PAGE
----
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Sunday, 18 November 2012

The dance-floor’s full - the music must be good!

I’ve sometimes heard this comment at milongas when feeling grumpy about the music and unmotivated to dance.  Lots of dancers are on the floor, but most are not dancing to the music.  OK, I realise that we all hear music a bit differently.  But in truth, I can see little connection between their movement and the music being played. Besides, the music is not calling me to dance.

So what could have gone wrong?  Humans naturally want to move to dance music, unless that innate response has been inhibited.  (Take a look at Tangotherapist’s blogs on The psychology of musicality & don’t miss the baby dancing!).  Perhaps something else could be amiss. In any young tango community (outside of the Rio de la Plata region) most dancers will come to tango unfamiliar with the music. So their teachers have a major responsibility to consistently expose them to it.  I mean quality tango music composed and arranged for social dancing (here are some useful guides) – not tango music intended just for listening (eg. Astor Piazzolla – marvellous music, but not for social dancing).  

Newcomers to tango are like empty vessels ready to be filled.  So if they are fed a diet of high quality danceable tango music, their tastes are nurtured, their tango growth thrives.  The music and the social dance form start to make sense - they form a coherent unit.  More and more dancers will feel the music calling them to respond in certain ways.  They may experience the wonderful union of the music, their partner and the other couples on the dance-floor, and may unexpectedly encounter that fleeting state of tango bliss.  And then they’ll want more!  But if quality dance music - one of the key ingredients - is lacking, then it’s not likely to happen.  Dancers may persist and continue to seek out that elusive tango high, but will leave disappointed.  

Those of us in young tango communities who choose to DJ bear a significant responsibility.  We can make or break a milonga with our musical choices.  In the long term, DJs can influence the musical tastes of dancers in that community.  When DJing, I love sharing high quality danceable gems of the Golden Age of tango.  I get great satisfaction from seeing dancers responding to the call of the music.  Yet DJing is not a task to be undertaken lightly.  At a milonga a good DJ chooses music suitable to the dancers, reads & influences peoples’ emotions and helps shape the event.  Take a look at Ms Hedgehog’s DJ questionnaire Was that good? and think about your milonga experiences.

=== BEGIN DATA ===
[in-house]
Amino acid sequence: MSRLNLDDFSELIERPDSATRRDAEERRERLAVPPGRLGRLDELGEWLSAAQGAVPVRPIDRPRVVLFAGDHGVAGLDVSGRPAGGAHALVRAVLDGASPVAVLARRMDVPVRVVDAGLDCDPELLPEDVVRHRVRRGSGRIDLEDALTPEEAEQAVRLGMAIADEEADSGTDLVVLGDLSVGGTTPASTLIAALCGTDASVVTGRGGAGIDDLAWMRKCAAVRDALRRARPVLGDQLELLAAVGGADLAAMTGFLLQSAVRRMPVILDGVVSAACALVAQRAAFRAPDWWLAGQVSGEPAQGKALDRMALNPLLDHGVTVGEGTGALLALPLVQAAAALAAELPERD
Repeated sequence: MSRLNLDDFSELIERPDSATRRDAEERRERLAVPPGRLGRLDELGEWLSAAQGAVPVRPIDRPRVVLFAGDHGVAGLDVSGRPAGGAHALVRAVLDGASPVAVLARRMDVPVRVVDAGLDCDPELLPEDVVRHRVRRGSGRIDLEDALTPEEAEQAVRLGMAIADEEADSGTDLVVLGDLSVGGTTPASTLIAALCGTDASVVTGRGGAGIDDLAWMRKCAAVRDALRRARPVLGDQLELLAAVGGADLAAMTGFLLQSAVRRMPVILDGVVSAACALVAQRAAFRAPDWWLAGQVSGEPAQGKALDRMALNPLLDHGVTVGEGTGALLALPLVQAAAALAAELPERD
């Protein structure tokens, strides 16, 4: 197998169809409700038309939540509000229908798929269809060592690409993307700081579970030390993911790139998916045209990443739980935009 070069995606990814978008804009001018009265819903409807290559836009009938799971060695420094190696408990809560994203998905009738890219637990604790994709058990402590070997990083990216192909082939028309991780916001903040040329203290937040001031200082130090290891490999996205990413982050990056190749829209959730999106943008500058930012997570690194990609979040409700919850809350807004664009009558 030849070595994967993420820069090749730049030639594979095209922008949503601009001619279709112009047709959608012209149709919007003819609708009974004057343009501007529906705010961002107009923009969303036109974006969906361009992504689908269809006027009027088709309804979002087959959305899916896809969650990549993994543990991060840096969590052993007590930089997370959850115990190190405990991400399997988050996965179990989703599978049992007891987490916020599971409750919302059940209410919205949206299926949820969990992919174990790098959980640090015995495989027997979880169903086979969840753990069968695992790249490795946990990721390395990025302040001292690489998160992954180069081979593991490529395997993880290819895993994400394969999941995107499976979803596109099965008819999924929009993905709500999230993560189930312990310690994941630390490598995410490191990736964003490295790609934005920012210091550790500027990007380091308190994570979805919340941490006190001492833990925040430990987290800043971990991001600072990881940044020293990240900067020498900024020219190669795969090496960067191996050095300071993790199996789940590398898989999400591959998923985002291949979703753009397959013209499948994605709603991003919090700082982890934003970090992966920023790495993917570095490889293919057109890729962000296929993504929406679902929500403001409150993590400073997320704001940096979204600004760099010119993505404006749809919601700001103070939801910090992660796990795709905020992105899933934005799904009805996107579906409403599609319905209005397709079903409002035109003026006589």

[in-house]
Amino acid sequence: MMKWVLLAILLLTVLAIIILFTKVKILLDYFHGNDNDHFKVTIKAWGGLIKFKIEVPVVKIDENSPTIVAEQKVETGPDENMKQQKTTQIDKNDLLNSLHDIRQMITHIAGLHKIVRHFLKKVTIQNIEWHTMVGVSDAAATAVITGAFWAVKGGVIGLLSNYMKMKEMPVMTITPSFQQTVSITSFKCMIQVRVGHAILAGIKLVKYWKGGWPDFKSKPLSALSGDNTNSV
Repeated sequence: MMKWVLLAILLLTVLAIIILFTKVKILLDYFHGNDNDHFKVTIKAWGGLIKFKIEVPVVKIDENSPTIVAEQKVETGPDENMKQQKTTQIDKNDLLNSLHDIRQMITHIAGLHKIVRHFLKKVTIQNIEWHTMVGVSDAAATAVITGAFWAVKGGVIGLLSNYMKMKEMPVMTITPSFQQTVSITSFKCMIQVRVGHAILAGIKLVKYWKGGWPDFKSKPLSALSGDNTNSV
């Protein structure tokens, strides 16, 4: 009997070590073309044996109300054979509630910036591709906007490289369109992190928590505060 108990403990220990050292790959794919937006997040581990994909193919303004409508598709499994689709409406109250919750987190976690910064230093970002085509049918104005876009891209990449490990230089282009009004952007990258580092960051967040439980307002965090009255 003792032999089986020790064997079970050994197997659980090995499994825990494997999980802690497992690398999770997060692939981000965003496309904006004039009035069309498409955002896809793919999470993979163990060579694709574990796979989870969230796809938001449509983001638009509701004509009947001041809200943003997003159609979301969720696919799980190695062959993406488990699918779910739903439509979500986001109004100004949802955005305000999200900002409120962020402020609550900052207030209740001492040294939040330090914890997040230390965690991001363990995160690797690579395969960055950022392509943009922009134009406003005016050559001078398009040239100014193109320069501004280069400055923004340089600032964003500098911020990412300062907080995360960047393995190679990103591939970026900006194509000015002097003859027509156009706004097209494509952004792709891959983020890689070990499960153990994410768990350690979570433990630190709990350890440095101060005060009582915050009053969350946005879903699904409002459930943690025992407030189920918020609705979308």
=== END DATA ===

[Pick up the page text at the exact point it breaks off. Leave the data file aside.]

Teachers and DJs – I beg of you, don’t ignore an important aspect your role in young tango communities – that of educating and nurturing the tastes of developing tango dancers.  

Note. In the interests of full disclosure, I admit that this plea contains a degree of self-interest: at milongas I’d love to enjoy the music and dance!



Bill said...

Given your thoughts on Golden Age tango, what are we all to make of something like http://www.youtube.com/watch?v=HVAmfYgy7_0

Ariadna Navira & Fernando Sanchez dance "La Colegiala" by Enrique Rodriguez really beautifully..I'd love to be able to do as well...

But it is hardly Golden Age tango.

Tango Salon Adelaide said...

Thanks for sharing the link, Bill.

You're right. It's not Golden Age tango, but a playful foxtrot. Enrique Rodriguez and his musicians were very versatile and played not only tangos, valses and milongas, but also foxtrots, pasodobles, etc.

In dance-halls during the Golden Age of tango, it was apparently common to have a live tango band alternating with a band playing other rhythms. I guess with Rodriguez, organisers got two for the price of one!

Unknown said...

Tips for Dj's.
Try to play high quality danceable gems of the golden age of tango.
There four orchestras that are essential: Troilo, DiSarli, Pugliese and D'Arienzo. You can build your music with this axis and around it you play D'Agostino, Tanturi, Fresedo, Canaro, Rodriguez, Malerba, Laurenz, Biagi, Calo, Donato, Gobbi, Jose Garcia, Demare, Tipica Victor, etc. If nessesary you can repeat the first four.